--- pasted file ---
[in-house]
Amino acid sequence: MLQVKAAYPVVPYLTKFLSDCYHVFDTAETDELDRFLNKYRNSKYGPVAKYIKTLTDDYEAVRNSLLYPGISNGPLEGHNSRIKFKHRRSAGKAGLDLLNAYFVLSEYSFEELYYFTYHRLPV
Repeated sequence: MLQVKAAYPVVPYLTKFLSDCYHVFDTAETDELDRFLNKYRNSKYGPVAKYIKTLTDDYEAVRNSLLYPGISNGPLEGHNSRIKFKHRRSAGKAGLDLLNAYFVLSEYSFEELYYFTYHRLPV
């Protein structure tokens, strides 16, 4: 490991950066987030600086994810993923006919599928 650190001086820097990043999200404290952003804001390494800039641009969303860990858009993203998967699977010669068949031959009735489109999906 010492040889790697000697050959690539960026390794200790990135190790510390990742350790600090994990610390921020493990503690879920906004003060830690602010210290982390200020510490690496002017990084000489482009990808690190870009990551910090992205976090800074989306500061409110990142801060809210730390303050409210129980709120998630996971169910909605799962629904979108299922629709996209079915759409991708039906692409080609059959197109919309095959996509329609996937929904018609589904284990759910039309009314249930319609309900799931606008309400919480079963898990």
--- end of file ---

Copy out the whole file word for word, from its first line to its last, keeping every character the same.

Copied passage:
[in-house]
Amino acid sequence: MLQVKAAYPVVPYLTKFLSDCYHVFDTAETDELDRFLNKYRNSKYGPVAKYIKTLTDDYEAVRNSLLYPGISNGPLEGHNSRIKFKHRRSAGKAGLDLLNAYFVLSEYSFEELYYFTYHRLPV
Repeated sequence: MLQVKAAYPVVPYLTKFLSDCYHVFDTAETDELDRFLNKYRNSKYGPVAKYIKTLTDDYEAVRNSLLYPGISNGPLEGHNSRIKFKHRRSAGKAGLDLLNAYFVLSEYSFEELYYFTYHRLPV
């Protein structure tokens, strides 16, 4: 490991950066987030600086994810993923006919599928 650190001086820097990043999200404290952003804001390494800039641009969303860990858009993203998967699977010669068949031959009735489109999906 010492040889790697000697050959690539960026390794200790990135190790510390990742350790600090994990610390921020493990503690879920906004003060830690602010210290982390200020510490690496002017990084000489482009990808690190870009990551910090992205976090800074989306500061409110990142801060809210730390303050409210129980709120998630996971169910909605799962629904979108299922629709996209079915759409991708039906692409080609059959197109919309095959996509329609996937929904018609589904284990759910039309009314249930319609309900799931606008309400919480079963898990």